In August, Mossab Hussein, a security researcher at Dubai-based cybersecurity firm SpiderSilk, found one of MoviePass' databases was not protected by a password. It contained 161 million records, including the personal information and credit card numbers of more than 50,000 subscribers. At the same time, MoviePass fans and retail investors were discussing the company's gimmicks on Reddit, resulting in two class-action lawsuits. These rumblings triggered a hefty investigation from FTC that was only settled in June of 2021.

On the 14th of September 2019, MoviePass bought its last ticket. The dream and the nightmare had come to a close.

Not to be outdone, Ted Farnsworth announced he was assembling a team of investors to buy Helios and Matheson and MoviePass away from its Indian parent company but these plans never materialized.

Rear Window

As an investor, it can be difficult to see serious lessons among the smoking rubble and hilarity of MoviePass but they're definitely there.

Firstly, it's a great reminder that if something seems to be good to be true, it probably is. There was no way MoviePass' model was sustainable, even with its lofty ambitions for big data, advertising, and self-made content. Companies can hype their future as much as they want but they need to survive until tomorrow to get there. In this case, it's clear the public and the media's excitement may have blinded some investors.

We can also see the trials and tribulations of the ramping up period and the difficulties company's encounter when they suddenly go viral. Mitch Lowe reflected on this in August of 2018 when he said he regretted dropping the price to $9.99 as it caused too many people to sign up. MoviePass did not have the infrastructure to support such an influx of customers.

Most importantly, MoviePass is a cautionary tale of disruption. There are plenty of antiquated industries in our midst, experiences that could be improved via technology or innovation. But solutions from one industry cannot be so hastily applied to another. When Mitch Lowe became CEO, he was heralded as the natural leader for MoviePass due to his experience in Netflix and Redbox, but the at-home movie market and the in-theatre market present very different challenges.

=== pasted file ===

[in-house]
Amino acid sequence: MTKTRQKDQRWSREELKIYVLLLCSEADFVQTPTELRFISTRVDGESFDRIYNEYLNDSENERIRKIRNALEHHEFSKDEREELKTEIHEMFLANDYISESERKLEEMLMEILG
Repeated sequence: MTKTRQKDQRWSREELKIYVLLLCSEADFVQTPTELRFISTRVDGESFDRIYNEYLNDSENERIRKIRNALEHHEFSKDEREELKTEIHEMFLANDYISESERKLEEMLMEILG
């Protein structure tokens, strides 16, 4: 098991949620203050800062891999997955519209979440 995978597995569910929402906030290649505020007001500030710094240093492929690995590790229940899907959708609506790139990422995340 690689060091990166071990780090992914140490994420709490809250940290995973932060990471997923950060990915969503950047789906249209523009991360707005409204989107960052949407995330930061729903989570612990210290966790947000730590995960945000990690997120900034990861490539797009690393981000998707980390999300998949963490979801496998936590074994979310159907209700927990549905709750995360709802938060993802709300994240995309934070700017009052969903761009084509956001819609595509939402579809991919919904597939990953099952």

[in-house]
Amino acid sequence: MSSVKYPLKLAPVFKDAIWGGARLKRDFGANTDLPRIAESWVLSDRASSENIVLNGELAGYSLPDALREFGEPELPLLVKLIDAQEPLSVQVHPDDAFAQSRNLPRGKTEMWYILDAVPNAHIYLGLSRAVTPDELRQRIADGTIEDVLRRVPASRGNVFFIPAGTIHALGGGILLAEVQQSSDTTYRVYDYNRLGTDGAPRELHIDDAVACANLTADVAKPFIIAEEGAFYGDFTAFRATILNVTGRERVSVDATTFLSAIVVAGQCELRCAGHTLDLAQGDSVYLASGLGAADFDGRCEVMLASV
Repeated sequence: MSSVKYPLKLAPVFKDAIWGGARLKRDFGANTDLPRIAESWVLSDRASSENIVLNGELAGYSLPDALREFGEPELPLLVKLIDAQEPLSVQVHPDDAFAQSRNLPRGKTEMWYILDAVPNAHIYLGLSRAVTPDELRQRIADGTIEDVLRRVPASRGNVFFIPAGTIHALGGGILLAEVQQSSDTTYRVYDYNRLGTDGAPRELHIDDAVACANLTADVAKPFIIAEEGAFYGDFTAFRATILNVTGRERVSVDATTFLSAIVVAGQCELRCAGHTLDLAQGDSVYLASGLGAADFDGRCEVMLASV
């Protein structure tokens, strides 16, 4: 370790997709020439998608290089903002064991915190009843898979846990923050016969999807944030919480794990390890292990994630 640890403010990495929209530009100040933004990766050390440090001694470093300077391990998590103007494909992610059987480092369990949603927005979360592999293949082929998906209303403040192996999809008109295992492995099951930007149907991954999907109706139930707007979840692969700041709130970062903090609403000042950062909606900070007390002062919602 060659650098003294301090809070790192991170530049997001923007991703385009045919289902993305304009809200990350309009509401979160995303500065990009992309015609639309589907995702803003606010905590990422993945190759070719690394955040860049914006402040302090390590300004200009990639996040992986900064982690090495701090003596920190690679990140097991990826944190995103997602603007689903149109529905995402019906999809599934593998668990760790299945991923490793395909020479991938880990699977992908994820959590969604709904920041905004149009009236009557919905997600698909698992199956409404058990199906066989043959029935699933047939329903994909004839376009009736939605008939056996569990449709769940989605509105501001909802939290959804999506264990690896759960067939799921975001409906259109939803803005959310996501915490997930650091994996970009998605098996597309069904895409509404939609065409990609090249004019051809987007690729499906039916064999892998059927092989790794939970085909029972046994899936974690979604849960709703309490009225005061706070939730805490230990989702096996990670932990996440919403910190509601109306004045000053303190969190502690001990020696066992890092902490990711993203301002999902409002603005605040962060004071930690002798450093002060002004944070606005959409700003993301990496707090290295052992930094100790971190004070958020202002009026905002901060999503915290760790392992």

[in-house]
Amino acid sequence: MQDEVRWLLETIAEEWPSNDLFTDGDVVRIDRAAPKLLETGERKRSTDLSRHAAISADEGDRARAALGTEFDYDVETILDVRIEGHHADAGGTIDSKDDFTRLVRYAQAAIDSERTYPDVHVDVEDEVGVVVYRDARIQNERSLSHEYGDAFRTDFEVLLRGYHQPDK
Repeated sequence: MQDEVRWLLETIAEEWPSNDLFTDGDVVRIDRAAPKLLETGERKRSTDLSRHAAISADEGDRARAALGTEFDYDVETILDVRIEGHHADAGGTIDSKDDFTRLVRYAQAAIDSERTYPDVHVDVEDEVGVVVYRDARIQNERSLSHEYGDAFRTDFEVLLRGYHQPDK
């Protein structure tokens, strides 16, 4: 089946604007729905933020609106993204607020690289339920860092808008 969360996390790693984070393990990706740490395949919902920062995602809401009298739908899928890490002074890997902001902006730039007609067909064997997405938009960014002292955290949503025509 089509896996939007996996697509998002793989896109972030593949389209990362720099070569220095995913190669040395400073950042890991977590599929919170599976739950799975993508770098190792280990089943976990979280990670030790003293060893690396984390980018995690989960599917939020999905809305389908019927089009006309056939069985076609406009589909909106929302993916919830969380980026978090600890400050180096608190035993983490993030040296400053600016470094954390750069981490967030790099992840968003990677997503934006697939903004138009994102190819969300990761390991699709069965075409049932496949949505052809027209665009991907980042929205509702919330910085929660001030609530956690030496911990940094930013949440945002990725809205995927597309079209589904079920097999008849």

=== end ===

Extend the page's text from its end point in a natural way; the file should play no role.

For one thing, you have to deal with the segmentation of the theatre industry, dominant chains like AMC, and regional price variations. This made a one-size-fits-all, direct-to-consumer subscription model illogical. 

There would be no way to effectively disrupt the industry without significant theatre partnerships or a tremendous number of subscribers (and I mean way more than 3 million). MoviePass had neither and once it proved itself disappointing to AMC, it created a powerful enemy. The movie theatre business did need to be disrupted, its attendance suffered a 25-year low in 2016 but the solution was unlikely to come from outside an established player. Hence, why AMC's A-List was doing so well prior to Covid.

Finally, management teams are really important. At the onset, MoviePass appeared to be in good hands with Lowe at the wheel but once Farnsworth got involved it should have set off some alarms. In truth, it did in some spheres. Bloomberg and the Miami Herald wrote about Farnsworth's questionable past in 2017 but it appears to have flown under the nose of many.

End Credits

I would like you to imagine these next few paragraphs as the "Where are they now?" epilogue that appears in all inspirational, based-on-a-true-story movies. Each description should be imposed over an image of each character in motion and set to 'That's Life' by Frank Sinatra.

Mitch Lowe

Mitch Lowe remained at movie pass until Helios and Matheson filed for Chapter 7 bankruptcy in January 2020.

In June 2021, he and Farnsworth agreed to pay a $400,000 settlement in California for "unlawful business practices". The FTC concluded that: "MoviePass and its executives went to great lengths to deny consumers access to the service they paid for while also failing to secure their personal information."

He is now a consultant.

Ted Farnsworth

Farnsworth has always been a "fall down 7 times, get up 8"-type of guy. In 2021, he founded ZASH Global Media and Entertainment "an evolved network of synergetic companies working together to disrupt the media and entertainment industry". 

Again, insightful.

ZASH is the majority stakeholder in Lomotif, an American-made competitor (complete copy-paste ripoff) of TikTok. It also owns a bitcoin mining company. Recently, ZASH merged with publicly traded Vinco Ventures (BBIG).

(Please, no one buy this stock)

Stacy Spikes

In March of 2019, Spikes started PreShow, an app that gives you free movie tickets for watching 15 to 20 minutes of ads. It would appear that idea hasn't seen much success as the company's website now says it helps users exchange their "time and attention for in-game currency for more than 20,000 of today's most popular games".

More importantly, in December of 2021, Spikes was granted ownership of MoviePass and its assets by a New York City court. It's believed his bid was for less than $250,000. 

According to Spikes: "We are thrilled to have it back, and are exploring the possibility of relaunching soon."